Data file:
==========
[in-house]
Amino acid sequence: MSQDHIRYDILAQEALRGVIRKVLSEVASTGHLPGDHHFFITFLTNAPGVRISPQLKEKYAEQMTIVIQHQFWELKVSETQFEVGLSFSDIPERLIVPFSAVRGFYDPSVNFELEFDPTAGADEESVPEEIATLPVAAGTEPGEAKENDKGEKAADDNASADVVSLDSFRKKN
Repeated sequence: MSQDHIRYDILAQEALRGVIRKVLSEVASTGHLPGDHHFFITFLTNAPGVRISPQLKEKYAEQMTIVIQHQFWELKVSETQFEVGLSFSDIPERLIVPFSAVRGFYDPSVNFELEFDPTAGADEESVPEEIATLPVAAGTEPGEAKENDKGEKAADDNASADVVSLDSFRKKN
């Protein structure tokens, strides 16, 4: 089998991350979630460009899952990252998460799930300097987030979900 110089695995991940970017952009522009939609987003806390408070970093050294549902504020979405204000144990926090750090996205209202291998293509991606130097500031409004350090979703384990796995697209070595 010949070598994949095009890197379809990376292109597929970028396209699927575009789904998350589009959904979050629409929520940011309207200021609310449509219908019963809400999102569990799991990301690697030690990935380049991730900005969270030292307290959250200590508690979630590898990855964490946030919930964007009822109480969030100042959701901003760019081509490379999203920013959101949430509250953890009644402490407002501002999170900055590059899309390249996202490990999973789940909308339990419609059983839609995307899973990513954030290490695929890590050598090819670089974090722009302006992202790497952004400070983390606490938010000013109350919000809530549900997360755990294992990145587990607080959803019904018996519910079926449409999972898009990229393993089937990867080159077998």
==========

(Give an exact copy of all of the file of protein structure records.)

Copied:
[in-house]
Amino acid sequence: MSQDHIRYDILAQEALRGVIRKVLSEVASTGHLPGDHHFFITFLTNAPGVRISPQLKEKYAEQMTIVIQHQFWELKVSETQFEVGLSFSDIPERLIVPFSAVRGFYDPSVNFELEFDPTAGADEESVPEEIATLPVAAGTEPGEAKENDKGEKAADDNASADVVSLDSFRKKN
Repeated sequence: MSQDHIRYDILAQEALRGVIRKVLSEVASTGHLPGDHHFFITFLTNAPGVRISPQLKEKYAEQMTIVIQHQFWELKVSETQFEVGLSFSDIPERLIVPFSAVRGFYDPSVNFELEFDPTAGADEESVPEEIATLPVAAGTEPGEAKENDKGEKAADDNASADVVSLDSFRKKN
């Protein structure tokens, strides 16, 4: 089998991350979630460009899952990252998460799930300097987030979900 110089695995991940970017952009522009939609987003806390408070970093050294549902504020979405204000144990926090750090996205209202291998293509991606130097500031409004350090979703384990796995697209070595 010949070598994949095009890197379809990376292109597929970028396209699927575009789904998350589009959904979050629409929520940011309207200021609310449509219908019963809400999102569990799991990301690697030690990935380049991730900005969270030292307290959250200590508690979630590898990855964490946030919930964007009822109480969030100042959701901003760019081509490379999203920013959101949430509250953890009644402490407002501002999170900055590059899309390249996202490990999973789940909308339990419609059983839609995307899973990513954030290490695929890590050598090819670089974090722009302006992202790497952004400070983390606490938010000013109350919000809530549900997360755990294992990145587990607080959803019904018996519910079926449409999972898009990229393993089937990867080159077998």